While the naysayers were still calling for Microsoft not to ship Windows Vista until some time in the spring of 2007, Microsoft announced that it was definitively on track to deliver Vista this year to business users and in January 2007 to everyone else. What does this mean for you?
Well, Vista is not something that can be ignored, and every organisation is going to have to come up with a policy for Vista deployments pretty soon - or end users are just going to take matters into their own hands. When Microsoft launched Windows 95, I estimated that, between Microsoft and all its partners, about $500m (£250m) would be spent on marketing. This time, it is likely to be well north of $1bn (£500m) spent in an effort to get end users and IT professionals on board with the migration.
When I look at it, I see four major things that are compelling about Vista and four big issues with migration. Here's what to look forward to and what to watch out for.
Improved reliability and security. Windows XP was a good operating system, but let's face it - five years ago, no one foresaw the security and reliability problems that would come to plague PCs. Microsoft has learned a lot since the launch of XP, and it shows. Vista is much more stable and secure than any previous version of Windows.
Protected mode Internet Explorer. One of the biggest vulnerability points has been Microsoft's IE browser. While the just released IE7 addresses a lot of security issues, IE7 running on Vista takes things to the next level. Running in protected mode, the browser is totally isolated from the rest of the operating system and actively protects against malicious code. This alone is worth the price of admission.
Aero Glass. Computers on TV never run XP – they run slick-looking user interfaces (but, alas, draw text on-screen as if it's moving at 300Bd, with annoying sound effects). It's mostly eye candy, but it's really nicely done eye candy. Vista's user interface is actually pretty slick and might even look good on CSI. Reverting to XP after using Vista with the all of the Aero elements enabled is a chore. This is how computers should look in the 21st century.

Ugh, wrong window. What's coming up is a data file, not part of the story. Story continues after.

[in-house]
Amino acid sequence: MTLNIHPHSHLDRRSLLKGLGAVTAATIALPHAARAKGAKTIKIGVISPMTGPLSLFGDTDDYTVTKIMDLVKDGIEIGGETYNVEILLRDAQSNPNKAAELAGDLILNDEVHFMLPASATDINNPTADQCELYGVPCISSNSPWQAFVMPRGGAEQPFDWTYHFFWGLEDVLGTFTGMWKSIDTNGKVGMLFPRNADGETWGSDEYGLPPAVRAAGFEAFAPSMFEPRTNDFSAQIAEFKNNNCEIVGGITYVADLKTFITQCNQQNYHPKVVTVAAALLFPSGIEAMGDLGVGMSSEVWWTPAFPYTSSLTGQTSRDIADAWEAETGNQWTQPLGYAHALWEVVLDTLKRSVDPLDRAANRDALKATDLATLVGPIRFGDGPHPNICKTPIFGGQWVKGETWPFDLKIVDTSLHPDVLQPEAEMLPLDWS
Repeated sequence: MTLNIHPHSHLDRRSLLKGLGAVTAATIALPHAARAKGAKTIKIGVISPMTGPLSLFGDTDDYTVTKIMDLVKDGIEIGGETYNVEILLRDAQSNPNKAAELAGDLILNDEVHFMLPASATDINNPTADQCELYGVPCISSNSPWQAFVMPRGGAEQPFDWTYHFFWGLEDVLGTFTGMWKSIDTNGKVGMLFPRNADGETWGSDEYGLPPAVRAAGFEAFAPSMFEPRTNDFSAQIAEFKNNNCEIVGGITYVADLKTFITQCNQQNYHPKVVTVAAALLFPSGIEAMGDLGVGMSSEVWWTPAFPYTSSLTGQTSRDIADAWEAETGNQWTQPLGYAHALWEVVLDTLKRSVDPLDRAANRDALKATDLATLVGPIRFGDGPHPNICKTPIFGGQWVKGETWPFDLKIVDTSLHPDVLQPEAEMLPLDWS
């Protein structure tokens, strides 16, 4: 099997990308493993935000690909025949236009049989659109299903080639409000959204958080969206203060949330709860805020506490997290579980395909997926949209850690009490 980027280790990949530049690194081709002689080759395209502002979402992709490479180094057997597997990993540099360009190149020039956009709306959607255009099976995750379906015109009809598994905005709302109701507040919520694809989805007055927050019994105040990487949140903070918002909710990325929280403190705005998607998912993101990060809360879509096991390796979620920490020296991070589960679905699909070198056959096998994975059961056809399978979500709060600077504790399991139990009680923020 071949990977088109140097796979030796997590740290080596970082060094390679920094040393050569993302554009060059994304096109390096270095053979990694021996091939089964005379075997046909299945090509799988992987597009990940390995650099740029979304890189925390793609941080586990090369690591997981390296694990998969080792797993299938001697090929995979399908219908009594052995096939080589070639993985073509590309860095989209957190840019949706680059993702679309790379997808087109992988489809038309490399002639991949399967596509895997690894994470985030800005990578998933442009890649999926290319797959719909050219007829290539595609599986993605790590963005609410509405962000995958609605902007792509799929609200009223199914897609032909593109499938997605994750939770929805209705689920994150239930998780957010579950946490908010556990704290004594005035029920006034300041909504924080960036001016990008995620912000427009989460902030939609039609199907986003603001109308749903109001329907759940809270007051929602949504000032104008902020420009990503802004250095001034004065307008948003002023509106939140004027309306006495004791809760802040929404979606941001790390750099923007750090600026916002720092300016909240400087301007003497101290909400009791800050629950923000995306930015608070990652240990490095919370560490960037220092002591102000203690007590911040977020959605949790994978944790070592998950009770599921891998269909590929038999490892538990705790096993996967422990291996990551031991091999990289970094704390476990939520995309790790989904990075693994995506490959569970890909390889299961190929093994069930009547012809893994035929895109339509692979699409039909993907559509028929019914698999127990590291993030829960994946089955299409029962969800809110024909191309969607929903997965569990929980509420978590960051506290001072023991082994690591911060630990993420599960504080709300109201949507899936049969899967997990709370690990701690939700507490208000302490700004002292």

Media-centricity. Media is a first-class citizen in Vista. Tight integration with Windows Media Player and the Windows shell make it really easy to browse, navigate, tag and play all the content that's important to you. Music, pictures and video all work just the way you think they should.
Gratuitous user interface changes. I love the user interface, but I have a lot invested in the old Windows experience, and some of the changes just make no sense to me. It also seems that, given the size of some of the targets you have to home in on with your cursor, Microsoft is hiring a lot of young workers who have great eyesight and use high-resolution monitors.
Performance. All this goodness comes at a price. While most features are enabled to some degree on stock PCs, older machines just won't be up to snuff. If you want to run the latest and greatest with all user interface features enabled, you're going to need an upgrade. Older laptops in particular are unlikely to be able to run Vista well with all the user interface stuff turned on.
Compatibility. This is not a new problem, but Vista will confront business users for the first time in a long while with major backwards-compatibility issues. In general, drivers and low-level utilities will be the worst hit, but all critical applications will need to be tested carefully to see what works and what doesn't.
Cost. There's more to the cost of migration than the price of the operating system. Installation, testing, hardware and software upgrades have to be factored in. That means wholesale migrations are going to be costly.
There's a lot to like in Vista. While most organisations are likely to be best served by a phased migration over time, many users will be able to benefit immediately. Either way, Vista is on the short-term horizon, and it's best to start planning now, before the main consumer launch early in 2007.
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